Based on the experiences of this study, the authors believe that two of the most important factors contributing to these results are the design of the wizard device of the WozARd tool and the skill of the human operator. The wizard device of WozARd was designed to aid the human operator in controlling the notifications during the user study and to reduce the risk of human operator mistakes. However, despite this, notifications to be sent to the participant’s AR view were missed. This risk for mistakes could be decreased by letting WozARd’s wizard device provide the human operator with visual hints that aid him/her when activating commands in the GUI (Figure 2). For example, in the notification view, already shown notifications could be grayed out and the upcoming notification in the list could be highlighted in some way.

Since the participants were walking in an outdoor environment, unpredicted turns took place and therefore the human operator needed to react accordingly. Another example of a small detail that could have easily been missed by a novice human operator was that the smartwatch [32] did not work properly and sometimes failed to catch the participant’s swipe gesture. However, participants appeared not to pay attention to the problem since the human operator noticed and reacted when the touch functionality did not work. This indicates that it is important to have a skilled human operator who can control both WozARd and the test situation simultaneously in order to react to unpredictable and unexpected events. It has been suggested that the skill of the human operator is often a general problem with the WOZ method since it relies on the human operator not making any mistakes [42].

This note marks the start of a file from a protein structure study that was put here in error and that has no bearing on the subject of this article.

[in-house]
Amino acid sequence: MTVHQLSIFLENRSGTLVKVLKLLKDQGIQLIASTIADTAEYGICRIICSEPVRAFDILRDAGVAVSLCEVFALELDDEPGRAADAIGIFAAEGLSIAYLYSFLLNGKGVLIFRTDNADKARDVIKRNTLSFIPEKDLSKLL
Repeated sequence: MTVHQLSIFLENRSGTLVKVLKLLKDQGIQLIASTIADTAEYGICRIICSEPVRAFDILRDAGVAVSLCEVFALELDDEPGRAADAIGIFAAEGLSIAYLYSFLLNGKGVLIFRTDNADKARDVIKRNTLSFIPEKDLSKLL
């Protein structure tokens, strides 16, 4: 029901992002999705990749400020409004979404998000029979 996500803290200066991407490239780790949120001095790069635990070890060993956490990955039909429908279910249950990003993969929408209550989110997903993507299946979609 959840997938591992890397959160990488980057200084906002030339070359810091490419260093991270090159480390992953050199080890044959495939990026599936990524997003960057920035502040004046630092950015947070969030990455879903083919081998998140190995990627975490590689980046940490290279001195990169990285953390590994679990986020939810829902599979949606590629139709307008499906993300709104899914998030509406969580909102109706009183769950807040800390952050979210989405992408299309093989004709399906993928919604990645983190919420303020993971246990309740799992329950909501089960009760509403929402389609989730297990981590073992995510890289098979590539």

Another aspect that potentially can have a large impact on how a test participant perceives a WOZ test is the actual hardware used. The HMD [34] used in this study is one of the earliest HMDs available for early adapters. The insufficient display technology was reflected in the results concerning readability, one of the aspects that had the most diverse responses. The main reason for the participants’ troubles to read the notifications was glare due to the sun. The participants who tested the tour in the afternoon reported the most problems with glare. This demonstrates a potential problem in using a WOZ tool like WozARd: the difficulties observed could be due to insufficient hardware rather than design issues connected to the AR user interface itself. The potential bias this can introduce in test results must be carefully considered when using a method like WozARd. The glare problem, nevertheless, can be expected to diminish with the development of newer display technology such as the one used in Epson Moverio BT-200 [8]. Another aspect concerning hardware is how participants’ behavior and performance may be affected by the actual industrial design. Several participants commented that they did not think that the HMD was very attractive. However, the present study did not target potential effects of the system’s industrial design and we therefore only report that this is a possible source of bias to be aware of. Naturally, the use case as well as the chosen field setting of being in an outdoor environment has an impact on how a test participant perceives an AR city tour. For example, problems such as glare from the sun, rain, crowded areas, and Wi-Fi connection could have been avoided if the study was conducted in a controlled indoor environment. However, since the VENTURI third-year theme was about AR city tours conducting the study outdoor meant a higher ecological validity and richer feedback for the project.